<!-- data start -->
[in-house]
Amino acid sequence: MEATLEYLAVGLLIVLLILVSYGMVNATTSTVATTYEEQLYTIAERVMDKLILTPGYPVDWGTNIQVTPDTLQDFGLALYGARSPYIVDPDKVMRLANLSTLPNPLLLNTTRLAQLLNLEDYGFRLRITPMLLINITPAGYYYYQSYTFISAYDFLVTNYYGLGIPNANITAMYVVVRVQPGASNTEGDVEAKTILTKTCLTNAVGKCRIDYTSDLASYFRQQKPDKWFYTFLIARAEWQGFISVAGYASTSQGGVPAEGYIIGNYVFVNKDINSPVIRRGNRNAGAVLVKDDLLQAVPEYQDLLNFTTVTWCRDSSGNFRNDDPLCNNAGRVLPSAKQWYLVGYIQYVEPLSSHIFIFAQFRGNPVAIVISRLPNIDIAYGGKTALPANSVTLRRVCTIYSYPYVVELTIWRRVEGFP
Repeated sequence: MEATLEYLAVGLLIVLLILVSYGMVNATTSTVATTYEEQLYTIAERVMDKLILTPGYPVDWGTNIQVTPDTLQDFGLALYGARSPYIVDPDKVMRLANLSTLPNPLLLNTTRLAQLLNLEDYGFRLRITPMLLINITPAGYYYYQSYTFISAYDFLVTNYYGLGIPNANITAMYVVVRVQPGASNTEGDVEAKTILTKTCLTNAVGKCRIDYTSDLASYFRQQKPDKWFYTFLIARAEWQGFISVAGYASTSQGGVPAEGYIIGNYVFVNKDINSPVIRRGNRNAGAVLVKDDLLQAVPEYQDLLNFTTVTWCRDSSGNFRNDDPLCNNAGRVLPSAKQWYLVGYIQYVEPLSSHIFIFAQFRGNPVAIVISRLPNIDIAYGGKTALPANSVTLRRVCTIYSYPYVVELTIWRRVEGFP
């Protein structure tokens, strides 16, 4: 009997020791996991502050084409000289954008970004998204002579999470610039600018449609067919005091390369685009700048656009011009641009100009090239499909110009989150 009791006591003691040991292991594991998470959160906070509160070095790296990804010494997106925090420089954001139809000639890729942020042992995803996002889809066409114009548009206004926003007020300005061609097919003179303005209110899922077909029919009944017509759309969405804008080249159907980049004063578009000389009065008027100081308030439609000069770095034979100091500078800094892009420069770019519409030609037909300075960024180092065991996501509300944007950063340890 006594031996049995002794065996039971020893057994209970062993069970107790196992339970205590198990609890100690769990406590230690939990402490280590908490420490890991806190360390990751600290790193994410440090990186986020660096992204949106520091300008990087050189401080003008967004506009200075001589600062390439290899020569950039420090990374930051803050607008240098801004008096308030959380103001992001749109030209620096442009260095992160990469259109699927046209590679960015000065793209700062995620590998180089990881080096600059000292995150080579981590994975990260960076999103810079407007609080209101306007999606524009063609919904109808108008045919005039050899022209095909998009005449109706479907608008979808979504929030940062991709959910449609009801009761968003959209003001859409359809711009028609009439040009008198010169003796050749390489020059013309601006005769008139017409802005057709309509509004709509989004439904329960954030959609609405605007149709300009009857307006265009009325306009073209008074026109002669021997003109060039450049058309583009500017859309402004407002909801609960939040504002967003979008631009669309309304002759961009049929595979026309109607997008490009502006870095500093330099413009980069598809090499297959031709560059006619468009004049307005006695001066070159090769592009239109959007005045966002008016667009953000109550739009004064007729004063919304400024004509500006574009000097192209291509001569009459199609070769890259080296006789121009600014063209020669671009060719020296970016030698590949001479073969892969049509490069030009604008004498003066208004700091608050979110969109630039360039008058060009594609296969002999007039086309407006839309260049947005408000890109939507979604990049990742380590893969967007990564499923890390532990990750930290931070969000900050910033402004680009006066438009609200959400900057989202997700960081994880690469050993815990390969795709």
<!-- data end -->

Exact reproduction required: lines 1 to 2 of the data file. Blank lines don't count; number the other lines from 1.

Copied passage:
[in-house]
Amino acid sequence: MEATLEYLAVGLLIVLLILVSYGMVNATTSTVATTYEEQLYTIAERVMDKLILTPGYPVDWGTNIQVTPDTLQDFGLALYGARSPYIVDPDKVMRLANLSTLPNPLLLNTTRLAQLLNLEDYGFRLRITPMLLINITPAGYYYYQSYTFISAYDFLVTNYYGLGIPNANITAMYVVVRVQPGASNTEGDVEAKTILTKTCLTNAVGKCRIDYTSDLASYFRQQKPDKWFYTFLIARAEWQGFISVAGYASTSQGGVPAEGYIIGNYVFVNKDINSPVIRRGNRNAGAVLVKDDLLQAVPEYQDLLNFTTVTWCRDSSGNFRNDDPLCNNAGRVLPSAKQWYLVGYIQYVEPLSSHIFIFAQFRGNPVAIVISRLPNIDIAYGGKTALPANSVTLRRVCTIYSYPYVVELTIWRRVEGFP